Ross Mack - GUI Computing
'Code, the final frontier...,
These are the voyages of the Starship GUI its continuing mission...,
To explore strange new code to seek out new Tools and new Applications...,
To boldly code what no programmer has coded before.'
Sometimes you get a chance to write something fun using whatever tool you want. This is one of those times.
I originally wrote this DLL in Delphi 1.0 - since then I have ported it to 32 bit and adjusted the functionality a little. Its only purpose is to return the current StarDate as a string. If you do not know what a StarDate is, watch an episode of Star Trek (doesn't matter which episode or flavour) and then come back.
StarDates are a time measurement used in Star Trek. In fact, in the original series (remember Kirk and Spock?) StarDates they meant nothing - they just used random numbers. It was only with the beginnings of Star Trek: The Next Generation that a system was designed to create coherent StarDates. As it turns out they are not a really very useful time measurement, but they work like this anyway:
The first digit is the second digit of the current century (in the 1900s this is a 9). The second digit indicates the series number of Star Trek: The Next Generation that the StarDate is used in. If the StarDate was during the first series of Next Generation, this will be a 1 (one). In the second season it will be a 2, and so on. Next Generation went for seven seasons so the StarDates of the last season began with 47... (Next Generation takes place in the 2400s). This gets a little more complicated with Star Trek - Deep Space Nine and Star Trek - Voyager. Deep Space Nine works its StarDates off whatever the concurrent series number of Next Generation is, and proceeds from there. Voyager proceeds chronologically after the end of Next Generation. The StarDates in the first series of Voyager start with 48, indicating the eighth series of Next Generation (this is equivalent only, there were only seven seasons - as I just mentioned). Here is a little chart:
The next three digits represent the approximate time of year as a portion of 1000 (like a percentage times 10). Therefore, 500 would be midyear. 100 would be early February. 250 would be early April. And so on...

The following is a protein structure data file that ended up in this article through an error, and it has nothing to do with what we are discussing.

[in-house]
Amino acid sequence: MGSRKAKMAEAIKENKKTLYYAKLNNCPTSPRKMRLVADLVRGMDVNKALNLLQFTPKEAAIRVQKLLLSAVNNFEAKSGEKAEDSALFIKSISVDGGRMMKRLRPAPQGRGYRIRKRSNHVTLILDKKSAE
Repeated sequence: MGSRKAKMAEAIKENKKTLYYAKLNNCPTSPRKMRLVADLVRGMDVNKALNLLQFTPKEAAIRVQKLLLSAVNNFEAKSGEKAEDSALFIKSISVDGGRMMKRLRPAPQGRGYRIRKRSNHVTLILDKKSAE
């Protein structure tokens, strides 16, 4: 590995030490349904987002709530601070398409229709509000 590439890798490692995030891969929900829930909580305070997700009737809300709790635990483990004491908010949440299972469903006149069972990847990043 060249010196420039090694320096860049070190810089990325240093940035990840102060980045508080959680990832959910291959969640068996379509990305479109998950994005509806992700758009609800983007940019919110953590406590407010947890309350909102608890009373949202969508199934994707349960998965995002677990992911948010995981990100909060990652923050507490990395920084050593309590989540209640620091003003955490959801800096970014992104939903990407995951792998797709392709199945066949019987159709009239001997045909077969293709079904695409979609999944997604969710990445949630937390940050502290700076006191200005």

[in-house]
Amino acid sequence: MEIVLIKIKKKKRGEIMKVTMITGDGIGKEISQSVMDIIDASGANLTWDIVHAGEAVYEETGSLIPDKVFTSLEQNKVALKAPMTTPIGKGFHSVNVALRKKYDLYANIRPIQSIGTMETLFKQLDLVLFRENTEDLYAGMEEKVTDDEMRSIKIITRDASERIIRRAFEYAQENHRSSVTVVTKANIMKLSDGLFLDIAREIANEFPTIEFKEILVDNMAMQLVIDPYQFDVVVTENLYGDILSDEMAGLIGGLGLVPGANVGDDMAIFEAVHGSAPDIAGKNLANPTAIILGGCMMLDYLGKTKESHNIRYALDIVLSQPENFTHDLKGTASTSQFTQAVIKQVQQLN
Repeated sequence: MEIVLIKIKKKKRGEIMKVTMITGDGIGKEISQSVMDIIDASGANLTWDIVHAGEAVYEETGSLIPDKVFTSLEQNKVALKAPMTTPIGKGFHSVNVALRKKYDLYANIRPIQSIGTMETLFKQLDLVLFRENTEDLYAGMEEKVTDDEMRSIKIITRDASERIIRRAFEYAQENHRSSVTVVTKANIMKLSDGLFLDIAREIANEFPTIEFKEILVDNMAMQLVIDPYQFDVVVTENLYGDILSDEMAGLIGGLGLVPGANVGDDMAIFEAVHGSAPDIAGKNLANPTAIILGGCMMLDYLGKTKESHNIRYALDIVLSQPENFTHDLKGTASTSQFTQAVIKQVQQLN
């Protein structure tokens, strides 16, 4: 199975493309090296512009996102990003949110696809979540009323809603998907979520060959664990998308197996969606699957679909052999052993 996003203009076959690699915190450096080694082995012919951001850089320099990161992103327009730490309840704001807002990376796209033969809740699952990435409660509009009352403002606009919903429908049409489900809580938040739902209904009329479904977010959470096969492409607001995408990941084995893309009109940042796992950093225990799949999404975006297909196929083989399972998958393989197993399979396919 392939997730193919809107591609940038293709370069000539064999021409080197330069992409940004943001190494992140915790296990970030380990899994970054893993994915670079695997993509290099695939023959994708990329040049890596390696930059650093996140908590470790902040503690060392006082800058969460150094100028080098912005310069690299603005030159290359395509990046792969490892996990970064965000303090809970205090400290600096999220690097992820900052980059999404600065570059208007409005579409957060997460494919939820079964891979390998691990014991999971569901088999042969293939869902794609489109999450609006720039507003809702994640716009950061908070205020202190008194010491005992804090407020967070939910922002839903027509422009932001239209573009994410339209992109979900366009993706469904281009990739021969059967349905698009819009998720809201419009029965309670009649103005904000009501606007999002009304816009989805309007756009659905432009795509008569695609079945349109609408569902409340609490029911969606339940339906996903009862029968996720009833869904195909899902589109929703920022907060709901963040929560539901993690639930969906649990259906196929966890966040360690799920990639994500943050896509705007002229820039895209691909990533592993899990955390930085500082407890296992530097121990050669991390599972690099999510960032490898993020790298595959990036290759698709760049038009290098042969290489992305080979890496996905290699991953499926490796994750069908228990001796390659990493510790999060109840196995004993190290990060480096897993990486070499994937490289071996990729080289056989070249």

StarDates then have a decimal point and another single digit. This represents the portion of the current day-cycle that has passed in tenths. 5 is midday, 1 is 2 or 3 in the morning, 7 is late afternoon. Let's take an example: 41000.1 - would be about 2:30 am New Years Day of the year in which the first series of Star Trek: the Next Generation is set (that series doesn't actually start until about March of that year).
OK, now that explains what the DLL calculates. Unfortunately we live in the real world and not a series of Next Generation, so series one (1) is assumed for the purposes of the StarDate calculation. For both the 16 and 32 bit version I have provided two calls to retrieve the same data. Both versions support a very basic call that should be used as the lowest common denominator. It works very much like the GetPrivateProfileString API. The VB programmer is required to allocate a string of a size sufficient to accommodate the return value, and then pass that string and its length into the function. Then the function writes data into that string and returns how much data it wrote, so the calling code knows how much of the string is significant. In theory a StarDate is always 7 characters, but there you have it. The call in VB looks like this:
' Using fixed length strings Dim sResult As String * 10 Dim iResult As Integer iResult = StarDate(sResult, 10) MsgBox Left$(sResult, iResult),64,"The Current StarDate is:" or ' Using a variable length string Dim sResult As String Dim iResult As Integer sResult = Space$(10) iResult = StarDate(sResult, 10) sResult = Left$(sResult, iResult) MsgBox sResult, 64,"The Current StarDate is:"
If we didn't pre-allocate the string space we would very quickly get a General Protection Fault (try it if you like…), as the DLL attempts to write data into memory that has not been allocated.
After some discussion with Delphi guru and all round nice guy, Jim Karabatsos, I have implemented an extra call in each DLL to provide an easier interface.
In the 16 bit DLL we use a library provided by Borland to write directly to a VB style string. This means that the function requires no arguments and simply returns a string. This technique is explained by Jim in his article Returning VB Strings from DLLs. I have included the required library in the source code of the downloadable zip file. Because Jim explains this technique so well, I won't go into it here except to say that it simplifies the above code to the following:
' Writing directly to a VB String MsgBox vbStarDate()
In the case of the 32 bit DLL we do something a little more exciting and useful overall. We use the universal accessibility of OLE2 to render the return value as an OLE string. In fact, in this case we use Delphi 2's in-built OLE2 library to perform this transformation - no bizarre specific libraries needed. Again this simplifies the call to a point where it requires no arguments and returns a string directly. The VB 4 code would look like this:
' Writing directly to an OLE string MsgBox vbStarDate()
Better yet, because we are now returning a universal type from a very simple call, we can embed a StarDate directly in an Excel 95 cell, using the following simple Call:function:
Now, that's cool.
The downloadable zip file - stardate.zip (56 kb) - contains both the 16 bit (startrek.dll) and the 32bit (strek32.dll) DLLs. It also contains a text file showing declares for use in Visual Basic and Delphi, for both the 16 and 32 bit versions. You will also find the complete code for both versions. I have named the DLLs differently so that both the 16 and 32 bit versions can coexist in memory, or in your system directory, without any conflicts.